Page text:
Vietnam_MekongDeltaI don’t think any river has captured my imagination like the Mekong. It is not merely that it travels through Nepal, Burma, Thailand, Laos, Cambodia and Vietnam, but it is the lifeblood of those countries; providing the only reliable highway in Laos, feeding fish to the Cambodians who eat virtually nothing else and providing Vietnam with enough rice for its 90 million people while giving it a valuable export commodity.


But that is not what captures me. It was the war, what the Americans call the Vietnam War, and what they call here The American War. It was the thousands of soldiers who travelled from North Vietnam across Loas to the Mekong, and spent months travelling down that mighty river to the delta from where they mounted the southern front in terrain that was impossible to penetrate, let alone defend. The scale of that offensive, the tactical daring of it captured my imagination, and made me long to see the river that had made such heroic tactics possible.

Last year we travelled from Luang Prabang in Laos to the Thai border along the Mekong. It was an idyllic trip through lush teak forest, and a magical journey I will never forget. We have seen the Tonle Sap at Siem Reap, and sipped tea where it joins the Mekong at Phnom Penh. At that point it is now a mighty torrent that last year drowned the entire crew of one dragon boat in their annual international race. And now today I have seen the Mekong Delta.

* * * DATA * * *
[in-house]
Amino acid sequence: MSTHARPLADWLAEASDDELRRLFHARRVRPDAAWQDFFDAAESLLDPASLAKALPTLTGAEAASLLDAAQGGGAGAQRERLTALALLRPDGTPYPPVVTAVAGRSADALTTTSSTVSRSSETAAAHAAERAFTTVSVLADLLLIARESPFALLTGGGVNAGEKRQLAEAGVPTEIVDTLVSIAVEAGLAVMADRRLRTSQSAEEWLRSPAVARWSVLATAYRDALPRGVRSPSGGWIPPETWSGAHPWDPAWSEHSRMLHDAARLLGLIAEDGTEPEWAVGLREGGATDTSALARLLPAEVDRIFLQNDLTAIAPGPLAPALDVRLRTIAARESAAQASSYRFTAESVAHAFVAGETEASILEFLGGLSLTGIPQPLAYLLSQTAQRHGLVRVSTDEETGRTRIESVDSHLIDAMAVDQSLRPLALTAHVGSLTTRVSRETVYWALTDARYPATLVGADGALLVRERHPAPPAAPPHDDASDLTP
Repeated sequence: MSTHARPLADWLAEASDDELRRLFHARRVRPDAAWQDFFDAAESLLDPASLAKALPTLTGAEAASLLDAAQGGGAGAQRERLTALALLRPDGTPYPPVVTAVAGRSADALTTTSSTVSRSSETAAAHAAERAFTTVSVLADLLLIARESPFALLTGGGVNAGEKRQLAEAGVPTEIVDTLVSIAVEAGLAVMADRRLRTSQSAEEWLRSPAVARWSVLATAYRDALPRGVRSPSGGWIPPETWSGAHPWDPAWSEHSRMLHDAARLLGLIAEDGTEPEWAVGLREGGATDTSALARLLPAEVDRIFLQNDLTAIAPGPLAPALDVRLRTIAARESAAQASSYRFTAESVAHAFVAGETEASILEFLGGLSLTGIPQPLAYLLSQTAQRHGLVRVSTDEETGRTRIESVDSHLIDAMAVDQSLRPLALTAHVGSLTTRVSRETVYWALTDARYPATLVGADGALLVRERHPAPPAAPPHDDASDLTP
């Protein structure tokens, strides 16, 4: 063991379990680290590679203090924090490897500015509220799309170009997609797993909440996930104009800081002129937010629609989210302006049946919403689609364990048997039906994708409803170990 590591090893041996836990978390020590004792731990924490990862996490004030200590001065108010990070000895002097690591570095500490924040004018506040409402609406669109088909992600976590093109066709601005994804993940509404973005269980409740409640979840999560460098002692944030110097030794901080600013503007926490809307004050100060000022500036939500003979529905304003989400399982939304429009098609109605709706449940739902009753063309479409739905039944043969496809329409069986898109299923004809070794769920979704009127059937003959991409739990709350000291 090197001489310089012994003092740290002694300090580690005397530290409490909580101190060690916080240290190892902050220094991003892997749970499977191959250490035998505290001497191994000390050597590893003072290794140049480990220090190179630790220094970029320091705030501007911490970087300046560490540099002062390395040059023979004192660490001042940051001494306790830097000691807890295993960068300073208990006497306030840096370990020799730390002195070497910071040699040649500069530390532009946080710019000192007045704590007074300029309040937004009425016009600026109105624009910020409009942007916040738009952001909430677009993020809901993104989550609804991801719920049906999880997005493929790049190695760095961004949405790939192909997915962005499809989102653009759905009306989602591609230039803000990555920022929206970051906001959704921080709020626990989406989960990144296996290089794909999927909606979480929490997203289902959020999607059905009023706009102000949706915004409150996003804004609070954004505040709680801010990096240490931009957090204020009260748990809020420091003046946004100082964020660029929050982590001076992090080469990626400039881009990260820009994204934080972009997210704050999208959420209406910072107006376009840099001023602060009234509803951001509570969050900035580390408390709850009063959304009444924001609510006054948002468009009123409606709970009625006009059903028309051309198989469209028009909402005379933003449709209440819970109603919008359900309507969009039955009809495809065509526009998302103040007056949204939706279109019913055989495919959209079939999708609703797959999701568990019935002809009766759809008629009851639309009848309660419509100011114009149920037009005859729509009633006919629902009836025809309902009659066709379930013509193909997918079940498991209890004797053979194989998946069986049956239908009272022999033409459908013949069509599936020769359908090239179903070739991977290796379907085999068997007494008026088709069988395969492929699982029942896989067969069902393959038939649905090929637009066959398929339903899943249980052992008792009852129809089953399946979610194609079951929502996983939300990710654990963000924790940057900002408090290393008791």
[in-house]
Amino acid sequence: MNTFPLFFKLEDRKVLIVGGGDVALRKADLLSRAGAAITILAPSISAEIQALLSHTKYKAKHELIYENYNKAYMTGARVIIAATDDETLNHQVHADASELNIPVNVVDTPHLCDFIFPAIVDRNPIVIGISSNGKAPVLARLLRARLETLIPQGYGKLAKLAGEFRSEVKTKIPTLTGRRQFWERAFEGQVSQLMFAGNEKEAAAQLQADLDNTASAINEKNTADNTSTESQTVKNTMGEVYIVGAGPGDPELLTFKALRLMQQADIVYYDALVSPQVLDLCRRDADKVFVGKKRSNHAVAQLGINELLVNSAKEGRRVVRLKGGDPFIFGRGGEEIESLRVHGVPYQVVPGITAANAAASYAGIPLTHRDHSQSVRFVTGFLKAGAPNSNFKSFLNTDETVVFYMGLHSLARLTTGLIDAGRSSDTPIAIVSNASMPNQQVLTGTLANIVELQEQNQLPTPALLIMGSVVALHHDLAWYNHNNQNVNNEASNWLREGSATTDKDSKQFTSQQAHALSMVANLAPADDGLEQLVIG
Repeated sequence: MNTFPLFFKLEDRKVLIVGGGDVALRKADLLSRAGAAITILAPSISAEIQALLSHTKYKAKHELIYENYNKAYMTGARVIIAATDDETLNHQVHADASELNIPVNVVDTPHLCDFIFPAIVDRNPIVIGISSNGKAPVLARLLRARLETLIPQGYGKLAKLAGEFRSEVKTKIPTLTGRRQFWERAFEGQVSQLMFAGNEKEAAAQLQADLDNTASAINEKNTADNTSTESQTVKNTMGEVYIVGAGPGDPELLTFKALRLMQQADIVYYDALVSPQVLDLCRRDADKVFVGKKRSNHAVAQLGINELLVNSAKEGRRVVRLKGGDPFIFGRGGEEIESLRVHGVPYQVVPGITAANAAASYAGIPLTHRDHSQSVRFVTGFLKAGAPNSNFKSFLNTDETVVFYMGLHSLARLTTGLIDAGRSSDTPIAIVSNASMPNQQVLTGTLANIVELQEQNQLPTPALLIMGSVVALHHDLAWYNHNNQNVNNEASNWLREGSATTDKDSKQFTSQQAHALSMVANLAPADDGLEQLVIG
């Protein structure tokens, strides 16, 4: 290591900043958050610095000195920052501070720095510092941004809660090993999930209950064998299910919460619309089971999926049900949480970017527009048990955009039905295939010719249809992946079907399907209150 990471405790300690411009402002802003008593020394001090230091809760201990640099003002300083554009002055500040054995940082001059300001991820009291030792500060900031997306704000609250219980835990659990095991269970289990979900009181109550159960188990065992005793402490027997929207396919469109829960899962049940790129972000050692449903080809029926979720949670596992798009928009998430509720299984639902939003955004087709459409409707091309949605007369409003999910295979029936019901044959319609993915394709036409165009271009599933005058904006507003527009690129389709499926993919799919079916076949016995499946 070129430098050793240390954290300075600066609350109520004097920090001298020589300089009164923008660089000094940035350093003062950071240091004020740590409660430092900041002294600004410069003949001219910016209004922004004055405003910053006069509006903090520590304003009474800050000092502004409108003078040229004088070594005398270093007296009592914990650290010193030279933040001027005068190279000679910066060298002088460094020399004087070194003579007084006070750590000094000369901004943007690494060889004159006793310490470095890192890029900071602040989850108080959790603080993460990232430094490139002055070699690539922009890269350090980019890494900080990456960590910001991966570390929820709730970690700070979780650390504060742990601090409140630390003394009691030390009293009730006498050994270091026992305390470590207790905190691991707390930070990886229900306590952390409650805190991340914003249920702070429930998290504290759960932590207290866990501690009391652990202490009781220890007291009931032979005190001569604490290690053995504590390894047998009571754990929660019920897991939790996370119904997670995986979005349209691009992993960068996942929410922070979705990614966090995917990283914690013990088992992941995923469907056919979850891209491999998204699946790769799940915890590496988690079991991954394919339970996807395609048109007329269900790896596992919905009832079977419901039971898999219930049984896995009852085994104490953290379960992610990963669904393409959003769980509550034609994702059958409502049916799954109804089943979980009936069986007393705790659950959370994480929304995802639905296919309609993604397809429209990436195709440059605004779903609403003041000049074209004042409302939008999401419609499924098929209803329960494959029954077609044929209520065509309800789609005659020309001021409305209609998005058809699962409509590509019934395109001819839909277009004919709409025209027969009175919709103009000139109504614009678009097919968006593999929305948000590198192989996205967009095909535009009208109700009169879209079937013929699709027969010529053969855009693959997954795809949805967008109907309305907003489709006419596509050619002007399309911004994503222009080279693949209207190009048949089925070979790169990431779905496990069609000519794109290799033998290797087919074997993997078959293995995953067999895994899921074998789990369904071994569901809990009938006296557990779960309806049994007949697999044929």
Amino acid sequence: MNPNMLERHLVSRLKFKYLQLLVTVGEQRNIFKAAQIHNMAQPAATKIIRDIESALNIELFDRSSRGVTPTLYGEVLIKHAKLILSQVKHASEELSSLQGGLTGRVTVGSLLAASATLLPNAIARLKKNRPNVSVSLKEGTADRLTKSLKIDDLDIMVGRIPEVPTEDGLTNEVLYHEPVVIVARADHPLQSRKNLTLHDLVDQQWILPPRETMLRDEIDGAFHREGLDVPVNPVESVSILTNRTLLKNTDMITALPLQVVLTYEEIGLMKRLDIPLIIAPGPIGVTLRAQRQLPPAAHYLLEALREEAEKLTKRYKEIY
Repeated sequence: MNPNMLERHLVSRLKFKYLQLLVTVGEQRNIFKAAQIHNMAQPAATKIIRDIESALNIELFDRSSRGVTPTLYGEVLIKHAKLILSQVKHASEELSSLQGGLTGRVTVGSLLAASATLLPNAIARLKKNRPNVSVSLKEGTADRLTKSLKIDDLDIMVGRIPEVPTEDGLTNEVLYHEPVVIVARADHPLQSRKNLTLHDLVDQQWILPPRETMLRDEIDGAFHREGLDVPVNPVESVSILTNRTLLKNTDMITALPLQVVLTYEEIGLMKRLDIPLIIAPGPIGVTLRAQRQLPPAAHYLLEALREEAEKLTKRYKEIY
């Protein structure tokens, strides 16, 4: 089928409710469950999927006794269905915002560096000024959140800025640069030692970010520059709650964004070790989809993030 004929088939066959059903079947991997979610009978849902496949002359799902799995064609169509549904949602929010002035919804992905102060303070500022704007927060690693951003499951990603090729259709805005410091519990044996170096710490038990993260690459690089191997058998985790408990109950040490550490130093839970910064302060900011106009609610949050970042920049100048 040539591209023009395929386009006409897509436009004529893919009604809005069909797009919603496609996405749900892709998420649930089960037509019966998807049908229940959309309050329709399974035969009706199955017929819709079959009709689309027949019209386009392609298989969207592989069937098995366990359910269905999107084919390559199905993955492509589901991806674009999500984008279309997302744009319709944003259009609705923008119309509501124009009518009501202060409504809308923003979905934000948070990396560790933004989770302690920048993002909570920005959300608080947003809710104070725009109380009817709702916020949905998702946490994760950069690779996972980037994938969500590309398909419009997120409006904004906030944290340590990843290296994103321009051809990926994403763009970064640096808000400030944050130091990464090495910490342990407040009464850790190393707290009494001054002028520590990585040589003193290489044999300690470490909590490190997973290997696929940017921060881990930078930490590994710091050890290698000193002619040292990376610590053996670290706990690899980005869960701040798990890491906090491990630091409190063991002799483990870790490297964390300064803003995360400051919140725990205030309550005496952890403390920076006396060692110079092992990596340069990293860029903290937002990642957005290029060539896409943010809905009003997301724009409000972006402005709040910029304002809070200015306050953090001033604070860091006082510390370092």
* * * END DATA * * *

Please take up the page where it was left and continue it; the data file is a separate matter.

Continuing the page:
It is massive. One arm of it alone completely dwarfs the Mississippi, and there are nine arms, known as the nine dragons. Twenty million people live here, twice the population of Ontario, and yet there are no structures higher than two stories. Millions live either on the rivers or along their shores, boat and jetties line every bank, and behind every house are the fields of rice stretching to the flat horizon. There is a timelessness to the river and its patient stoic inhabitants that alters your perception of the planet and its people. I have finally seen the Mekong, and it was worth the wait.